Extreme conditions now sparking drought contingency plan for first time

CAP said there will likely be rate hikes due to the cutbacks, but how much those could be, will be decided this summer.
Updated: Apr. 12, 2021 at 10:56 AM MST
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TUCSON, Ariz. (KOLD News 13) -Extreme drought conditions throughout the West are lowering levels in the crucial water reservoir, Lake Mead.

Scars of long years of low precipitation are hard to go unnoticed at Lake Mead, and the hot, dry summers have been felt for the last several years in Arizona. 2020 was especially dry, with little monsoon.

Now, the West is in uncharted territory.

Lake Mead is projected to drop by several feet this year, from elevation 1,083 to about 1,068, according to officials with the Central Arizona Project. The lake is hovering around 39 percent of its full capacity.

“Lake Mead is not in the best of health, and it hasn’t been for some time,” Sharon Megdal, with the Water Resources Research Center, UArizona.

The projected drop this year is significant enough to likely trigger the first tier in the Drought Contingency Plan—for the first time.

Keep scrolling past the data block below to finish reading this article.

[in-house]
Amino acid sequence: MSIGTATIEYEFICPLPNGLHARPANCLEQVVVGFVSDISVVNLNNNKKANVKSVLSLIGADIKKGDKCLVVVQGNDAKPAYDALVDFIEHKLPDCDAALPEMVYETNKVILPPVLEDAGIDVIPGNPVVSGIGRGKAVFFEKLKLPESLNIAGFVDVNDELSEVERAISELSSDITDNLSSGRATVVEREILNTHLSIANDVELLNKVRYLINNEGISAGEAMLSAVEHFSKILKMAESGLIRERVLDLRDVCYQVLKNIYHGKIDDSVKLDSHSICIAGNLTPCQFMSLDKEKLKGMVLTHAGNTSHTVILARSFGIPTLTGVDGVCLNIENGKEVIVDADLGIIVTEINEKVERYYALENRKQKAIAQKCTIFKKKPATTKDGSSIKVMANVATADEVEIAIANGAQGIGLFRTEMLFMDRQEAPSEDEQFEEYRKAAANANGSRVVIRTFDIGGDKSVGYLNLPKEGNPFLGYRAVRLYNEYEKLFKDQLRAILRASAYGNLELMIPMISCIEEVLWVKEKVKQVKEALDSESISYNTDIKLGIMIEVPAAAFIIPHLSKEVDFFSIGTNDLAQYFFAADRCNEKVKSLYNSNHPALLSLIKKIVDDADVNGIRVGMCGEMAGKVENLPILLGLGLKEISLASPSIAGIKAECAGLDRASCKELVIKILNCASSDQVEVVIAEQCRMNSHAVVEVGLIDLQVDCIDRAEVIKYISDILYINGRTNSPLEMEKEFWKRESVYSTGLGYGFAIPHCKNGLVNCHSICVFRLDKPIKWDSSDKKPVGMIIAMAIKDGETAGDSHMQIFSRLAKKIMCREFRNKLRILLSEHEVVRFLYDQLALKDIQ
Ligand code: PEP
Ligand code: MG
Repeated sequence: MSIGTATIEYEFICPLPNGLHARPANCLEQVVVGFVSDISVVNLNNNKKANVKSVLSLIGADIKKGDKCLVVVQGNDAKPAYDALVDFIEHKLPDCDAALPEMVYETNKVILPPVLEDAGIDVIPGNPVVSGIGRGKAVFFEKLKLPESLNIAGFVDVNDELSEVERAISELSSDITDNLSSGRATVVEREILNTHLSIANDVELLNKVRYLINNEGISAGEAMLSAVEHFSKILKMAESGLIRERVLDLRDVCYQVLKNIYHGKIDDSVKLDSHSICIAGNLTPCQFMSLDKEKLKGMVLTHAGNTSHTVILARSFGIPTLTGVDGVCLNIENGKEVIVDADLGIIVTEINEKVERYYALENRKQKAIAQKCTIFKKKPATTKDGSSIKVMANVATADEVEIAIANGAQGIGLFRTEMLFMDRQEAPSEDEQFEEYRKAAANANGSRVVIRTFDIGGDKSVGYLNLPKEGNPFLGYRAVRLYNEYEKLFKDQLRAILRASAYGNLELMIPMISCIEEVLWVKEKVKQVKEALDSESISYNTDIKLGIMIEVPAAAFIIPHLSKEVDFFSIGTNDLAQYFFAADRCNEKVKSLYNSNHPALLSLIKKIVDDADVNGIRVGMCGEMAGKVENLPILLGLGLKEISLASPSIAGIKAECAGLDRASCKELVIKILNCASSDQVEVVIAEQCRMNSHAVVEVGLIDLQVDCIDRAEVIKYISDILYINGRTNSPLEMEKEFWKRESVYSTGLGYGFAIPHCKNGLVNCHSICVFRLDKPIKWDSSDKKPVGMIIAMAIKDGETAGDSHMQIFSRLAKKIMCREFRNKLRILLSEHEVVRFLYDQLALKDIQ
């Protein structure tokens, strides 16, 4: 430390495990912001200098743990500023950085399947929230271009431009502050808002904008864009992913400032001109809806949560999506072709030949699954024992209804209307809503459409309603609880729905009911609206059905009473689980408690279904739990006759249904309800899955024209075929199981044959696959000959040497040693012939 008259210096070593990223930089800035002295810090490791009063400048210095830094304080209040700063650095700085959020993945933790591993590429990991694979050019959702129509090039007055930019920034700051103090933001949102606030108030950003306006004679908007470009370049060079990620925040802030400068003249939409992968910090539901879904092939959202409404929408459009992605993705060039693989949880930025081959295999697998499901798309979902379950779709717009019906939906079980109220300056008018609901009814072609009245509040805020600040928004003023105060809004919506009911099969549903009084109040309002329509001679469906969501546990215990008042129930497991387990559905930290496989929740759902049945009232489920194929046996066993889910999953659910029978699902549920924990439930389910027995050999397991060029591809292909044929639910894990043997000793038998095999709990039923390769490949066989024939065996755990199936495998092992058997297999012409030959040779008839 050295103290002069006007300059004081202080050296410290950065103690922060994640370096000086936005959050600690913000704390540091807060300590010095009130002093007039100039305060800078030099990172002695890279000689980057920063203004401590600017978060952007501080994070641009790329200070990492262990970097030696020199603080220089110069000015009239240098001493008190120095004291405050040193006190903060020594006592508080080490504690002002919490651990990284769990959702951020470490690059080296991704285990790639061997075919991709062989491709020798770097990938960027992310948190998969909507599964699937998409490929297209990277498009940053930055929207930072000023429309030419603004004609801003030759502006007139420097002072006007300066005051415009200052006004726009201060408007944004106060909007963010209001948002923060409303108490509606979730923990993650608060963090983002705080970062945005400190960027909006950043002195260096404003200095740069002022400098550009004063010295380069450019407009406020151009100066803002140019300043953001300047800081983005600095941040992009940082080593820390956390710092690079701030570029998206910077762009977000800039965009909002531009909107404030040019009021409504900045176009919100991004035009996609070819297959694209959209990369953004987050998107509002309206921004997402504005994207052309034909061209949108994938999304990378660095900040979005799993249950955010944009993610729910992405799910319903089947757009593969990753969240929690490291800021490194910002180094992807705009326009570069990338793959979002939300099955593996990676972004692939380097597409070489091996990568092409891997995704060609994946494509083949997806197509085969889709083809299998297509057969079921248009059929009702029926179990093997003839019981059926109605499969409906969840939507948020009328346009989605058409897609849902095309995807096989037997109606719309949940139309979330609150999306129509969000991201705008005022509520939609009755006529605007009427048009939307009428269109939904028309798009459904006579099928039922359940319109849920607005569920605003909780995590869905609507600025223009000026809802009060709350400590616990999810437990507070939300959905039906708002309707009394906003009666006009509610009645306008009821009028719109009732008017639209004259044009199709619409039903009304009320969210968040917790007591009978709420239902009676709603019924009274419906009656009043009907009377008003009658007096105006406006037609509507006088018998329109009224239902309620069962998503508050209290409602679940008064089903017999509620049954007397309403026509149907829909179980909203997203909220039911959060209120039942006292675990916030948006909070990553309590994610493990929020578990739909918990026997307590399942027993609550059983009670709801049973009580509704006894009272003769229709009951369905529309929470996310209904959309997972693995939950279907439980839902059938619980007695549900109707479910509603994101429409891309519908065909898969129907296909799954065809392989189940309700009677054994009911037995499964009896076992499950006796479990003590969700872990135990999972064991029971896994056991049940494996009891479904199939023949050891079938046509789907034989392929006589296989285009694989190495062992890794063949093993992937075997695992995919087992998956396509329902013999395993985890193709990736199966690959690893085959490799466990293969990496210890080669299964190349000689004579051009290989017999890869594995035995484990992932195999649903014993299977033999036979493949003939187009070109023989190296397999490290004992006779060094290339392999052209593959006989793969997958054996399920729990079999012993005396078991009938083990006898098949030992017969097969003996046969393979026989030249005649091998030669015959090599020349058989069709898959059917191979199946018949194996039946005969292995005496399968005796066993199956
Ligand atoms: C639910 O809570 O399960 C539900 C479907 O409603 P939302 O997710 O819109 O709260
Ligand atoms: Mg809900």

The plan, signed by western states and Mexico, targets agricultural users, primarily in Pinal County in Tier 1 of the cutbacks. About 30 percent of the CAP’s water won’t flow to AG users anymore. Instead, they will have to use groundwater that’s been replenishing since the 90s and count on stores other municipalities have made. The cutbacks will likely start in 2022.

“It’s a significant reduction, however, we’ve known this day was looming and have developed a number of innovative, cooperative agreements,” said Chuck Cullom, Colorado River Programs Manager, CAP.

Cities like Tucson have stored CAP water and will help supplement the cutbacks for agricultural users.

“This additional groundwater pumping is probably not sustainable for 50 or 100 years,” said Cullom.

However, Cullom said in the long run, Arizona has enough water to sustain for many years. The groundwater supply has been partially offset by agricultural users drawing from CAP water instead of groundwater for decades. Cities and tribes won’t really be impacted until later tiers in the plan like 2b and 3, when Arizona would have to cut back CAP water by more than 400,000 acre-feet.

Arizona could move into the next tier as soon as 2023, but authorities said Tucson is well prepared with a higher amount of water contracted through CAP than the city uses. Plus, people are using less water. The City of Tucson, on a per capita basis, has dropped water usage from 177 gallons a day in 2005, to 125 gallons a day, according to Megdal.

“We’d still be okay because we are not using as much of that water that we are entitled to,” she said,

CAP said there will likely be rate hikes due to the cutbacks, but how much those could be, will be decided this summer.

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